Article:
Fernandez joins growing list of arm injuries

Here we go again …

Miami Marlins ace Jose Fernandez has a torn ulnar collateral ligament in his right elbow that will require him to have surgery, according to a report. Fernandez will get a second opinion from the Marlins' team doctor after another physician discovered a tear in the UCL and recommended he have surgery.

Fernandez reportedly complained of soreness in his elbow after his latest start, last Friday night against the San Diego Padres. As it turns out, maybe there were telltale signs of a problem before he ever complained of discomfort. According to ESPN Stats & Information, Fernandez's velocity on his fastball dropped during Friday's outing from an average of 94.6 mph over his first four innings to just 90.7 mph over his last two. In fact, his average fastball velocity had progressively declined over each of his last four starts.

A dip in velocity has been thought to suggest a potential problem with a pitcher's arm. It's worth noting, however, that in Fernandez's case, not all his performance metrics dropped off at the same time. For example, on April 29 against the Atlanta Braves, one of those last four outings where his velocity was gradually declining, Fernandez still managed to strike out eight batters while throwing eight scoreless innings on his way to a victory. By his latest outing, however, all metrics were going in the wrong direction. On May 9, Fernandez gave up five runs, he had only five strikeouts (his fewest of the season) and, simply put, he lost.

The recent decline in Fernandez's performance may have only reflected the inevitable. Now that he will need to have surgery to reconstruct his ulnar collateral ligament, that ligament was probably in the process of failing for quite some time. Surgery translates to at least a year off of major league competition with an opportunity to not only allow the body to recover, but also to strengthen and condition it. The elbow and the new graft are going to be subjected to the stresses of pitching; physically preparing the rest of the frame -- the legs, the core, the shoulder -- may help mitigate those stresses to a degree.

The high success rate for Tommy John surgery (approximately 80 percent), as defined by return to play for at least one game at the same level or higher, has been well-documented. However, data presented at the 2014 American Academy of Orthopedic Surgeons meeting in New Orleans suggests that this number may be misleading. When return-to-play numbers are further stratified to evaluate whether pitchers are able to return to established competition (more than 10 games per season), the success rate drops to 67 percent. Consider that Cory Luebke (Padres) and Brandon Beachy (Braves) both failed to return for 10 games after their initial Tommy John surgery and have since undergone second (revision) procedures.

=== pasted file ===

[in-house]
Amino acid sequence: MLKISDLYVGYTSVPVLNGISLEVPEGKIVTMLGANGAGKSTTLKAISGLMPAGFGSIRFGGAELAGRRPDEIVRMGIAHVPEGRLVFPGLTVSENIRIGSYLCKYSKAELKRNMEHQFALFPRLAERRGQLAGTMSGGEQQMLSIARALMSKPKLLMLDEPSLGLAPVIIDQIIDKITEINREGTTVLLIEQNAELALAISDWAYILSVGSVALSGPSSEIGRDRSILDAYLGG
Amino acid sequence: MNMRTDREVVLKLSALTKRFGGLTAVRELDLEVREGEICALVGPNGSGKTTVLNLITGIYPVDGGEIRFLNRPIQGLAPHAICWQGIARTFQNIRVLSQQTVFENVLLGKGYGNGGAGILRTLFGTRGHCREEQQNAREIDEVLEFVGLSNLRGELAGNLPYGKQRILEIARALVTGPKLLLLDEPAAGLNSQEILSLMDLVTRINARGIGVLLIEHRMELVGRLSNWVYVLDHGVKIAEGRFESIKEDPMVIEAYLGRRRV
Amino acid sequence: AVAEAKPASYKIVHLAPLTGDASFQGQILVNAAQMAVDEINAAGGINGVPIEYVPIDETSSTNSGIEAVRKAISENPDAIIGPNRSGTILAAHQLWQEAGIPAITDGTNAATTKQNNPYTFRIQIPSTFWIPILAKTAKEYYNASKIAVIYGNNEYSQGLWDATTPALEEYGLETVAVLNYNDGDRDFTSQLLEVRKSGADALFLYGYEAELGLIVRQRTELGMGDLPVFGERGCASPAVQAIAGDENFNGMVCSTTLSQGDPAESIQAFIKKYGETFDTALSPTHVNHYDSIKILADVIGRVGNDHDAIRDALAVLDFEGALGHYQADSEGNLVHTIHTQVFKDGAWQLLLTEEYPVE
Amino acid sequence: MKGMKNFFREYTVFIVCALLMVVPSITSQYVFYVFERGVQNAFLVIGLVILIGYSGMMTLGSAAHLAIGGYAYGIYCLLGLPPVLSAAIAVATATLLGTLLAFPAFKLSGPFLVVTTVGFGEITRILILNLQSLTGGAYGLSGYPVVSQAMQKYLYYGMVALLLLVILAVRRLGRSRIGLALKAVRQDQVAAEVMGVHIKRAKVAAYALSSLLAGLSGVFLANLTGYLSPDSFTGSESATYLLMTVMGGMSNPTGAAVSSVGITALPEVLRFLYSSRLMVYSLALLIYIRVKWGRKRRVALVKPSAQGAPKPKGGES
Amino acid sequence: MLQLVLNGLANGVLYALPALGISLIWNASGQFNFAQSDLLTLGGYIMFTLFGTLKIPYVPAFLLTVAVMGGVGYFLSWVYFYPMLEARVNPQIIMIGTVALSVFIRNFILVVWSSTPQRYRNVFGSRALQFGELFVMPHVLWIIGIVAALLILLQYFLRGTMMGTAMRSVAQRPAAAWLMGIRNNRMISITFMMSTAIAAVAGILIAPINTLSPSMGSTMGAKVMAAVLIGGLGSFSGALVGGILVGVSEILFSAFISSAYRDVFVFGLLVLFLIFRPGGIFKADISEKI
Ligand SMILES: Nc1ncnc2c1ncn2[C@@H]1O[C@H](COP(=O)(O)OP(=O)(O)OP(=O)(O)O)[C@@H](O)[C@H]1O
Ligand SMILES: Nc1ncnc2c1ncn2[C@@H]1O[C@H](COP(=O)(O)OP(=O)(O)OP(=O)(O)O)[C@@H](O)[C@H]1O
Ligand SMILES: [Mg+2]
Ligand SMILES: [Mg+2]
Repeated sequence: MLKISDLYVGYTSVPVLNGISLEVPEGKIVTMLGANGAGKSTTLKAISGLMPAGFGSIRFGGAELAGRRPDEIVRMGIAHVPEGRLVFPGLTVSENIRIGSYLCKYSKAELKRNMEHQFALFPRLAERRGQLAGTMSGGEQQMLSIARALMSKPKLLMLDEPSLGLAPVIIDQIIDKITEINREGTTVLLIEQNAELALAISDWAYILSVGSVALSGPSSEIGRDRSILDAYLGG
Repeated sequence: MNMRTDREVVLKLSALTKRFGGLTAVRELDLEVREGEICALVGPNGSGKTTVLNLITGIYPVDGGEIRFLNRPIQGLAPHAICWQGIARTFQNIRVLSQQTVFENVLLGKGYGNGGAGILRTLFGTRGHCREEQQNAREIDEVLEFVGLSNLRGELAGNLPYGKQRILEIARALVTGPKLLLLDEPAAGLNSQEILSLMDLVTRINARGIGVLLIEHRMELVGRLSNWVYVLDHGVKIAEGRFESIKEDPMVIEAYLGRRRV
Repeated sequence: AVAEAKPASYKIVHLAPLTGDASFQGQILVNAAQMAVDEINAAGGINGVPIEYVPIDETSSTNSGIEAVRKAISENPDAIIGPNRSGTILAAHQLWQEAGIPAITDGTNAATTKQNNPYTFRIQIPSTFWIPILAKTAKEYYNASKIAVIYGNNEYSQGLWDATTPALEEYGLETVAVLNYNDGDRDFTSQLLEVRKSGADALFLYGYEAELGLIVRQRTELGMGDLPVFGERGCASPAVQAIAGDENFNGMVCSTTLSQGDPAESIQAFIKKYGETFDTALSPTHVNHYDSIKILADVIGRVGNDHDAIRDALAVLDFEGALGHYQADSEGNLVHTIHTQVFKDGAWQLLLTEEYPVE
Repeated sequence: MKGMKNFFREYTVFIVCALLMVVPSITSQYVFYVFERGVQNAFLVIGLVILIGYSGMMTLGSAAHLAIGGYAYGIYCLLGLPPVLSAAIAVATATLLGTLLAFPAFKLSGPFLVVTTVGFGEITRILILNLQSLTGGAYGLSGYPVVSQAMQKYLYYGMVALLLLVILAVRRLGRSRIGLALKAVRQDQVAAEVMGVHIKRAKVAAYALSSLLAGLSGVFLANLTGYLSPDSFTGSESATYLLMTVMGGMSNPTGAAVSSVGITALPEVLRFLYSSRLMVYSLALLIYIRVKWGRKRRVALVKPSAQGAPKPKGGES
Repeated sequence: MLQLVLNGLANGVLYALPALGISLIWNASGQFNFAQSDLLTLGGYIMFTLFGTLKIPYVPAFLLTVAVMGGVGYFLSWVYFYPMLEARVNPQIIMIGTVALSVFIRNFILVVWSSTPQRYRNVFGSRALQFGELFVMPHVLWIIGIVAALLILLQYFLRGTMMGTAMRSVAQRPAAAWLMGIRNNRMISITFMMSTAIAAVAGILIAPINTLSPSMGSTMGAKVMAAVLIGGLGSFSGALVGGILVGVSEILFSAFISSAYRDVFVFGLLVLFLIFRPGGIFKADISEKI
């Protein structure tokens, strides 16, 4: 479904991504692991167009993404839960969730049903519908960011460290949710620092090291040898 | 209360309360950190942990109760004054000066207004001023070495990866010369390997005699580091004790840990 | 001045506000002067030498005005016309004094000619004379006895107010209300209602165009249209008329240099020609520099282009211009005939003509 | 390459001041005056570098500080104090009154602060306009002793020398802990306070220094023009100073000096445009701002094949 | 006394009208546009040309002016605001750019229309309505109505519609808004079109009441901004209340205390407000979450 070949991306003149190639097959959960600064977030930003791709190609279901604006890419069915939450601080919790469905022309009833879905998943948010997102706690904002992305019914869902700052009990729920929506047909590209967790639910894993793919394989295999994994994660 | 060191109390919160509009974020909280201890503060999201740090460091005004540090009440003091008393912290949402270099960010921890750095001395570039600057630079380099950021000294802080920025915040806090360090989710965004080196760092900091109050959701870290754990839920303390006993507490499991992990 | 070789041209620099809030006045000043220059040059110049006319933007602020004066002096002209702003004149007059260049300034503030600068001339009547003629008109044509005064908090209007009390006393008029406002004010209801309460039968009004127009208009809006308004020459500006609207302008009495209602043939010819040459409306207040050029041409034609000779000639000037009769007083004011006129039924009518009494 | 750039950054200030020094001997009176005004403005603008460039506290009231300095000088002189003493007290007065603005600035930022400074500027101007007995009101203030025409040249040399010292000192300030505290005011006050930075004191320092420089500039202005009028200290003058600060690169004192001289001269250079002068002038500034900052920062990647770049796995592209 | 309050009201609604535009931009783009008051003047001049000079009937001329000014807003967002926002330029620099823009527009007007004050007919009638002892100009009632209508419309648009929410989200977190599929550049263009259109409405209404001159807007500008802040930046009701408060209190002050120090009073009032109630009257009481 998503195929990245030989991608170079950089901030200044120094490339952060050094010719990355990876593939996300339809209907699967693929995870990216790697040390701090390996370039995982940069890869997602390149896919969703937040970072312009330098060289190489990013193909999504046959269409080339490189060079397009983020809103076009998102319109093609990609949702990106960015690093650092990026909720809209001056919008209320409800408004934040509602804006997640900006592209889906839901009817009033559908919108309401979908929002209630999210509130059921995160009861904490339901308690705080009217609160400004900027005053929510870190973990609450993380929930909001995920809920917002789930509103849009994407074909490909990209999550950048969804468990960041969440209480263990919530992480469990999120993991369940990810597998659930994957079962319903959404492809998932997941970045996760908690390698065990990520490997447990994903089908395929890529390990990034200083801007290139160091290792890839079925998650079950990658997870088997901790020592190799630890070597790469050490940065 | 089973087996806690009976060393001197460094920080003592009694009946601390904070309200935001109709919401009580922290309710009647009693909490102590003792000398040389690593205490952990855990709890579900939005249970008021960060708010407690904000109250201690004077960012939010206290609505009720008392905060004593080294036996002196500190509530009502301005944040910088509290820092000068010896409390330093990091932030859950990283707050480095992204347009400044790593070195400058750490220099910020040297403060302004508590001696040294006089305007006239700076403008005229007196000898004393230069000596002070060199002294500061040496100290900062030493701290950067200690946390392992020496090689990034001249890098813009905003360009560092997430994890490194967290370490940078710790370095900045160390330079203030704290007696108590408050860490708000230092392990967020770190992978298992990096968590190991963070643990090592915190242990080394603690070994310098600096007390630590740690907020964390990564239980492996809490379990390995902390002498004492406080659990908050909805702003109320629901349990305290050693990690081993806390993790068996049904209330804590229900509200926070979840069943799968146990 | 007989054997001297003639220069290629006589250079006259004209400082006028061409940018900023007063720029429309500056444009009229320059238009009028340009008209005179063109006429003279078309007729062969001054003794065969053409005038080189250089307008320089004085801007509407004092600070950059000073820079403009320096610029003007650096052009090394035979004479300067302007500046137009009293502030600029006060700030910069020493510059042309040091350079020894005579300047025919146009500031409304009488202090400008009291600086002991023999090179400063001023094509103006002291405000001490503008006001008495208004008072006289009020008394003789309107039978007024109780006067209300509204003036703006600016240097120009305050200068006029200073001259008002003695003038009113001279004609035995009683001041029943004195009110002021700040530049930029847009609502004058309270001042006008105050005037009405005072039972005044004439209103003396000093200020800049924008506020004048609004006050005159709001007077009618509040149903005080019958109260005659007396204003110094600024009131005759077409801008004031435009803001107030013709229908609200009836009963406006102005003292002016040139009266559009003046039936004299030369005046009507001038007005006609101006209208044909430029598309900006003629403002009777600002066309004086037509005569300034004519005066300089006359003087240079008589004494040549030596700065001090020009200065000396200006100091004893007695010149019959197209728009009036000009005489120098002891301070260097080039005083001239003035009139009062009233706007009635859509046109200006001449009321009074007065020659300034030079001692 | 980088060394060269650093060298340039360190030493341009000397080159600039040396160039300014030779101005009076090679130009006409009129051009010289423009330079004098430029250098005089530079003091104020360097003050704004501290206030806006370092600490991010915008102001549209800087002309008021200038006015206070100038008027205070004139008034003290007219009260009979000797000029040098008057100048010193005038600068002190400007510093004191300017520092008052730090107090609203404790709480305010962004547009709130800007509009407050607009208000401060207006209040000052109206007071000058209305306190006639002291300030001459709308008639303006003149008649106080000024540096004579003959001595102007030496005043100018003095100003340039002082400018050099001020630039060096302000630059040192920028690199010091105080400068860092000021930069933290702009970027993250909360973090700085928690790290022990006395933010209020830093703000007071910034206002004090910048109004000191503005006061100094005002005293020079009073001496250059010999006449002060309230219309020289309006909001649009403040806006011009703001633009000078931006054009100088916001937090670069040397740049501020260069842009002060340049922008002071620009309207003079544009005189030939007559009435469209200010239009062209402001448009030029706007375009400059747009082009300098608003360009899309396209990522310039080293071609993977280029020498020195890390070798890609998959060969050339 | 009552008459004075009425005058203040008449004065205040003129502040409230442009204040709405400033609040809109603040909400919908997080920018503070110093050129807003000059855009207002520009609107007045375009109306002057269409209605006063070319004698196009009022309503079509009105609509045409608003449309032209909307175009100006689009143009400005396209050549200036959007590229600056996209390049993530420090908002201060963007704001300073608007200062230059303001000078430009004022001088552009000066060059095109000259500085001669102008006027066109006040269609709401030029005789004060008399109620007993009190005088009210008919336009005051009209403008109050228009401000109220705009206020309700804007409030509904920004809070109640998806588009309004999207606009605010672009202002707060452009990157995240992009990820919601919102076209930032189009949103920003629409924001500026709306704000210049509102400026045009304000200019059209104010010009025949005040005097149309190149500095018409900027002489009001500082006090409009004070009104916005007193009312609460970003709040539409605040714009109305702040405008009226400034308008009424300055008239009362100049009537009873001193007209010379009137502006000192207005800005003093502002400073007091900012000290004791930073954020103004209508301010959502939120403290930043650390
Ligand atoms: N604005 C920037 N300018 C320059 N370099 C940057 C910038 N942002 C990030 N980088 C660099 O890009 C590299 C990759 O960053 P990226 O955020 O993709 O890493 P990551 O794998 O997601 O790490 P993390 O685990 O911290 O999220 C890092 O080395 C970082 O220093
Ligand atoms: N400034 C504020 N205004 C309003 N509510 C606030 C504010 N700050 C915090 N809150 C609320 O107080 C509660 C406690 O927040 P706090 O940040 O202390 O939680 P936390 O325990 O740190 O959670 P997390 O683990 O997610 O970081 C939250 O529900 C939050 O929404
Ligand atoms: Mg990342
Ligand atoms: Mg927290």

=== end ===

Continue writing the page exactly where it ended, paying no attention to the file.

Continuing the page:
Even if pitchers are able to successfully return following this surgery, are they, in fact, throwing harder? A study presented at the 2014 American Sports Medicine Institute's Baseball Medicine conference showed that velocity actually decreased following surgery, despite pitchers' overwhelming perception to the contrary. Still, the confidence that comes with the perception of throwing harder, the year of rehabilitation and a lack of discomfort may ultimately contribute to a successful return.

The number of players continuing to fall victim to the injury, however, reminds us that fixing the broken wings does not correct the core problem. Seventeen Tommy John surgeries have been performed on major league pitchers thus far in 2014. If Fernandez undergoes the procedure sometime in the next week, the 2014 total through the second week of May will be just one shy of last year's number … for the entire season. If the pace keeps up, by the All-Star break the number could match the total of 2012, the record year, when 36 such surgeries were performed.

While there is reason to believe the pace could slow as the year progresses (more surgeries tend to take place early in the season), there's no denying that the number of season-ending elbow injuries since the start of spring training is alarming. Equally alarming is the increasingly young age at which some of these injuries appear to be happening. Fernandez is 21 years old; Tampa Bay Rays left-hander Matt Moore was not much older (24) when he had surgery in April; and Washington Nationals righty Stephen Strasburg was merely 22 when his ligament was reconstructed. Why is that the case? There are many theories, some of which I referenced when I wrote about the rash of Tommy John injuries in April, none of which explain this phenomenon in its entirety.

It may be, as the saying goes, the perfect storm, where numerous elements combine to yield one tragic consequence. In this case, the consequence is major elbow surgery that will sideline a pitcher for at least a year, likely longer. As the medical world gathers more data, hopefully our storm prediction tools will improve to the point where we get better at recognizing the early alarms and, more important, the clusters of contributing factors. Perhaps that will allow us to chart a better course for the athlete before the only choice becomes surgery, now … or later.